Someone has to go first. For Tiger Woods to shatter barriers with his iconic victory at the 1997 Masters, propelling himself to superstardom on such a meaningful stage, Lee Elder had to crack open the door, becoming the first Black golfer to play in the event 22 years earlier.
Elder, who died Monday at age 87, shouldered the heavy burden that comes with pioneering such a cause — “I was shaking so badly, I did not know if I was even going to be able to tee up the ball,” he once said of his appearance at the 1975 Masters — so people of color could finally feel welcome in a sport that had historically shut them out.
“Lee Elder was a pioneer, and in so many ways,” Jack Nicklaus told PGATour.com. “Yes, he was the first Black player to compete in the Masters Tournament, but that simply underlined the hard work Lee put in to further the cause of everyone who has a dream to play on the PGA Tour and perhaps thinks there are too many barriers before them. It was wonderful that the Masters Tournament and Augusta National paid a well-deserved tribute to Lee by inviting him to be an Honorary Starter for this last Masters. That morning, you could see the joy in Lee’s face, and Gary Player and I were honored to enjoy that moment with him. That memory will remain special for so many, including me, for many years to come.
“Lee was a good player, but most important, a good man who was very well respected by countless people. The game of golf lost a hero in Lee Elder. Barbara and I send our heartfelt condolences to Lee’s wife Sharon and their entire family.”
To Nicklaus’ point, simply appearing in these events wasn’t enough for Elder, who counted four PGA Tour trophies among his 16 professional wins and helped the Americans capture the 1979 Ryder Cup in his lone national team apearance, all the while enduring death threats and disapproving crowds.
Tributes and remembrances poured in from every corner of the golf world as news of Elder’s death circulated Monday. Below is a collection of those messages:
Lee Elder was a pioneer in so many ways. Yes, he was the first black golfer to play in @TheMasters, but that simply underlined the hard work Lee put in to further the cause of everyone who has a dream to play on the @PGATOUR and thinks there were too many barriers before them.
— Jack Nicklaus (@jacknicklaus) November 29, 2021
Lee Elder has passed away at the age of 87.
In 1975, he made history as the first African American to compete in the Masters Tournament.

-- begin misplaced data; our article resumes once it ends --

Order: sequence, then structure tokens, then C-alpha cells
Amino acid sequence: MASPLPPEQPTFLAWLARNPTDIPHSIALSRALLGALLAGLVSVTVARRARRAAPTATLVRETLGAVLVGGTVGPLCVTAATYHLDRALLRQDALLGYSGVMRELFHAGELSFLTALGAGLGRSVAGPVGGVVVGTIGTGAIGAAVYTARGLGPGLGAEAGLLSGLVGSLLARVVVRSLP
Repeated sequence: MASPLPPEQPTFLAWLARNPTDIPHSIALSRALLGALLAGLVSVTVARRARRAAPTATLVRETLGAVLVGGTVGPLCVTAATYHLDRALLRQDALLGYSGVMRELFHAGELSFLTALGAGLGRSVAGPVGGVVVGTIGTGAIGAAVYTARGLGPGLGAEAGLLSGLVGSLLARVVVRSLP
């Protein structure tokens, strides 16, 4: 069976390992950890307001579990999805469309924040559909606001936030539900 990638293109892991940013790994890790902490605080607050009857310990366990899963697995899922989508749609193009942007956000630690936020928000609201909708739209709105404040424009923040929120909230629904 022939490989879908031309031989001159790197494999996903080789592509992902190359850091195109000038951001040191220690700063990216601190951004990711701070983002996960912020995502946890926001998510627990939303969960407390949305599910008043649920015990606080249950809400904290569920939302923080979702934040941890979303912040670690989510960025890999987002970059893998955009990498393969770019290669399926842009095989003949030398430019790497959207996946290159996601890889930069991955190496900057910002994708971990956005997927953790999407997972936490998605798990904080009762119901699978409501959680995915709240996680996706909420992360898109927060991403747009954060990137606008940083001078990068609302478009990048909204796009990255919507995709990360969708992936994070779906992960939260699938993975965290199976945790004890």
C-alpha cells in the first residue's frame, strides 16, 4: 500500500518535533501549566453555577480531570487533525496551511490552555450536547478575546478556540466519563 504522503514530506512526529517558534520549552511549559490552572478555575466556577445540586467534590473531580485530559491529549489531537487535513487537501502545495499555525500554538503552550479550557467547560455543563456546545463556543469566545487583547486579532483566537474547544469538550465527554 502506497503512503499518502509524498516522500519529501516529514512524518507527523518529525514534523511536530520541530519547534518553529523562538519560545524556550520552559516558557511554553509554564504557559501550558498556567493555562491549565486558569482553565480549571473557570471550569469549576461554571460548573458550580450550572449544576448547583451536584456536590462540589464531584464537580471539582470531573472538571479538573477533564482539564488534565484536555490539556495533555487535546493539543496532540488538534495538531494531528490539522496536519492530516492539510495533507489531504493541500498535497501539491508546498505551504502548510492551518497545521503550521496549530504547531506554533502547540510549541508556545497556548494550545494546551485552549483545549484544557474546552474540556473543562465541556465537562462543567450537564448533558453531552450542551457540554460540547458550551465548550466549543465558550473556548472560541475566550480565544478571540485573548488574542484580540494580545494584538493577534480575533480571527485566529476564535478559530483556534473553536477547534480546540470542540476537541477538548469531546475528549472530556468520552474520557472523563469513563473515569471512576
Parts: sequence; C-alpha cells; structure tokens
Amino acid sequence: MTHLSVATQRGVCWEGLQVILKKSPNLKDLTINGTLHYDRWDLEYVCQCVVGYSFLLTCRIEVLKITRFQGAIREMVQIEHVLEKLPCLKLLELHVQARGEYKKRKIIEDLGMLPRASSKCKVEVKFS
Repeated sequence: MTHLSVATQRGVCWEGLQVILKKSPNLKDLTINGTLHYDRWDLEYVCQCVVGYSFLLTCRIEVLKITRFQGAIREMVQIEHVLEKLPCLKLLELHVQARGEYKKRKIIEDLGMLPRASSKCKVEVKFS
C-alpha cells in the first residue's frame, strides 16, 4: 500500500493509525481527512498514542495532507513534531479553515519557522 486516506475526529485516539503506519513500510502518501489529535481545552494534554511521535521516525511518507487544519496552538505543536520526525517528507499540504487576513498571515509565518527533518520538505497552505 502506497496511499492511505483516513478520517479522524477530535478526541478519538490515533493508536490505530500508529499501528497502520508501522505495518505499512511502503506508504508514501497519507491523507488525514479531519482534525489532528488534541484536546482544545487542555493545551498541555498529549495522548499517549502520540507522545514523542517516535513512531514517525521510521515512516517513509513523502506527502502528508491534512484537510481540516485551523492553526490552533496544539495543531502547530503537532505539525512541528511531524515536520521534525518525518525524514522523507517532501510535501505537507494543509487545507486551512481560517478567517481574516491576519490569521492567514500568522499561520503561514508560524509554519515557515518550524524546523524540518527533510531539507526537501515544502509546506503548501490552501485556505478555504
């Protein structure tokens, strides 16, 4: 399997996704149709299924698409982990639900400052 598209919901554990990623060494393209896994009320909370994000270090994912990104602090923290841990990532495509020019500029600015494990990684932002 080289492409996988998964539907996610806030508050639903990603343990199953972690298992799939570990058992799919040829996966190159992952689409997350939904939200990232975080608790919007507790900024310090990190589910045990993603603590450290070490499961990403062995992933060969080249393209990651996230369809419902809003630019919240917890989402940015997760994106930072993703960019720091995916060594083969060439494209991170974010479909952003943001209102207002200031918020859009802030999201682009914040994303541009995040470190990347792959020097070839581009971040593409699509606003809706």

Lee was honored this past April at Augusta National and his legacy will surely live on. pic.twitter.com/1o05rephKt
— PGA TOUR (@PGATOUR) November 29, 2021
Today we are saddened by the loss of our teammate and friend, Mr. Lee Elder.
A true trailblazer and gentleman, we honor Lee’s memory and the lasting impact he made on the game. pic.twitter.com/ylHnI6W7jo
— Ryder Cup USA (@RyderCupUSA) November 29, 2021
This is how I’ll remember Lee Elder. In a moment at this year’s Masters where he completely deserved to turn the spotlight on himself, he instead chose humility. Immense. RIP pic.twitter.com/VLgd7vhNR6
— Kyle Porter (@KylePorterCBS) November 29, 2021
We lost a legend. My friend Lee Elder was an incredible man. He is gonna be so missed. All my love to his Wife and family. God Bless u Lee pic.twitter.com/tssjZU84js
— Darius Rucker (@dariusrucker) November 29, 2021
Lee Elder: A true trailblazer that made a lasting impact on the game of golf.
(📸 via IG/beyondthefairway) pic.twitter.com/hNGqBEo5GE
— Golf Channel (@GolfChannel) November 29, 2021
It was an honor to know Lee Elder. He inspired so many in life & in golf… his legacy will live on forever. Rest in peace 🙏🏻 https://t.co/NetifQYCYh
— bubba watson (@bubbawatson) November 29, 2021
RIP to the legendary, Lee Elder 🙏 pic.twitter.com/hYwhqW7lon
— Sports Illustrated (@SInow) November 29, 2021
Look out for the ones coming behind you. Lee Elder was an incredible contribution to the game and made history because of his talent, not just because he was African-American. I’m fortunate to have had the chance to learn from him. My prayers to the Elder family at this time. pic.twitter.com/FBPtzdmkro
— Harold Varner III (@HV3_Golf) November 29, 2021
Here’s the moment (at the 1974 Monsanto Open) when Lee Elder in effect punched his ticket to the 1975 Masters. Amazing photos. Amazing man. 📸 Bettmann pic.twitter.com/OTF1jMTZdU
— Alan Bastable (@alan_bastable) November 29, 2021
RIP Lee Elder, a true pioneer… https://t.co/OTOKNOrqHI
— Martina Navratilova (@Martina) November 29, 2021
— Outside The Lines (@OTLonESPN) November 29, 2021